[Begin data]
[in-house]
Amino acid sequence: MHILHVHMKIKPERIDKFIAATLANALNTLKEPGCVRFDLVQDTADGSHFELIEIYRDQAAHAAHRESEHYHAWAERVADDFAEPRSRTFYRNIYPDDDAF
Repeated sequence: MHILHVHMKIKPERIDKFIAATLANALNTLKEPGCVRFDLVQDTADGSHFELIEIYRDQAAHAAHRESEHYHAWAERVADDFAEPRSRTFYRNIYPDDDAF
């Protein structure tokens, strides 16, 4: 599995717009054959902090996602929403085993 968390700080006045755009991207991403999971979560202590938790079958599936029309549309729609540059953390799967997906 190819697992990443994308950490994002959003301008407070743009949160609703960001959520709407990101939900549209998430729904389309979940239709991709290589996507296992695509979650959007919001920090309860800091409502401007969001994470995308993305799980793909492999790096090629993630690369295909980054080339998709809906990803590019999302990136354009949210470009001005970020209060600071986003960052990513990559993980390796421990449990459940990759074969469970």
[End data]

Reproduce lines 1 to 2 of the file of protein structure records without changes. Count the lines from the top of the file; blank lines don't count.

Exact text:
[in-house]
Amino acid sequence: MHILHVHMKIKPERIDKFIAATLANALNTLKEPGCVRFDLVQDTADGSHFELIEIYRDQAAHAAHRESEHYHAWAERVADDFAEPRSRTFYRNIYPDDDAF